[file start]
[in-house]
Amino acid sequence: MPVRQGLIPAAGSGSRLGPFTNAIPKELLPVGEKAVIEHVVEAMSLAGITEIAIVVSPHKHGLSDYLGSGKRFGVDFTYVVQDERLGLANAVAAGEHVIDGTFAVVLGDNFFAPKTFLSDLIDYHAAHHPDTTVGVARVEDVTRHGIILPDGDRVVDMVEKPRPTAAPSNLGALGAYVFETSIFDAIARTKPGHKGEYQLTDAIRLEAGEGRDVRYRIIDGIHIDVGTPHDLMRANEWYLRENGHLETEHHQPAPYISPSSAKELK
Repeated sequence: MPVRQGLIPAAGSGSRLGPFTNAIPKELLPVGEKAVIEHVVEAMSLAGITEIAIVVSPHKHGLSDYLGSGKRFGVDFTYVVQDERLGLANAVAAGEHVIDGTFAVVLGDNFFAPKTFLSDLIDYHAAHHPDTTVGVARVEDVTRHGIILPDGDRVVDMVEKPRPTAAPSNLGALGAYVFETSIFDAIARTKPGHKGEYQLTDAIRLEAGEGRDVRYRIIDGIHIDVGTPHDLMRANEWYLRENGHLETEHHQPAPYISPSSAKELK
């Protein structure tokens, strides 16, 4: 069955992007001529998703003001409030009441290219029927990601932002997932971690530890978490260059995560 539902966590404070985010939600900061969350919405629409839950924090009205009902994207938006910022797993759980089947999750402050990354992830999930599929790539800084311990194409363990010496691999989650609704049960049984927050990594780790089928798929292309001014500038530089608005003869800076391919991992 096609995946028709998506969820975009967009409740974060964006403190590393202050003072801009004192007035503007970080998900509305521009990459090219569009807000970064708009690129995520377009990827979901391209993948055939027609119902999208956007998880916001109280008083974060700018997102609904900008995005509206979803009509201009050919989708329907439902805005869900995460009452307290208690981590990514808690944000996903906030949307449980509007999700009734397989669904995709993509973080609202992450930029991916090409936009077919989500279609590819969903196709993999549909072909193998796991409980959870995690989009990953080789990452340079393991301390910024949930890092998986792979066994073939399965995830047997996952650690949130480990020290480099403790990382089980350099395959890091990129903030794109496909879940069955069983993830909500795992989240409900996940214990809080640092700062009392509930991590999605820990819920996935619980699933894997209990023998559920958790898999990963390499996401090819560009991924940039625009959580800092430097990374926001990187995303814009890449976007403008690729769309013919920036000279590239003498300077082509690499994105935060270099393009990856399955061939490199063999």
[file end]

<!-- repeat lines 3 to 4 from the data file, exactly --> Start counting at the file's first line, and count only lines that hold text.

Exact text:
Repeated sequence: MPVRQGLIPAAGSGSRLGPFTNAIPKELLPVGEKAVIEHVVEAMSLAGITEIAIVVSPHKHGLSDYLGSGKRFGVDFTYVVQDERLGLANAVAAGEHVIDGTFAVVLGDNFFAPKTFLSDLIDYHAAHHPDTTVGVARVEDVTRHGIILPDGDRVVDMVEKPRPTAAPSNLGALGAYVFETSIFDAIARTKPGHKGEYQLTDAIRLEAGEGRDVRYRIIDGIHIDVGTPHDLMRANEWYLRENGHLETEHHQPAPYISPSSAKELK
């Protein structure tokens, strides 16, 4: 069955992007001529998703003001409030009441290219029927990601932002997932971690530890978490260059995560 539902966590404070985010939600900061969350919405629409839950924090009205009902994207938006910022797993759980089947999750402050990354992830999930599929790539800084311990194409363990010496691999989650609704049960049984927050990594780790089928798929292309001014500038530089608005003869800076391919991992 096609995946028709998506969820975009967009409740974060964006403190590393202050003072801009004192007035503007970080998900509305521009990459090219569009807000970064708009690129995520377009990827979901391209993948055939027609119902999208956007998880916001109280008083974060700018997102609904900008995005509206979803009509201009050919989708329907439902805005869900995460009452307290208690981590990514808690944000996903906030949307449980509007999700009734397989669904995709993509973080609202992450930029991916090409936009077919989500279609590819969903196709993999549909072909193998796991409980959870995690989009990953080789990452340079393991301390910024949930890092998986792979066994073939399965995830047997996952650690949130480990020290480099403790990382089980350099395959890091990129903030794109496909879940069955069983993830909500795992989240409900996940214990809080640092700062009392509930991590999605820990819920996935619980699933894997209990023998559920958790898999990963390499996401090819560009991924940039625009959580800092430097990374926001990187995303814009890449976007403008690729769309013919920036000279590239003498300077082509690499994105935060270099393009990856399955061939490199063999």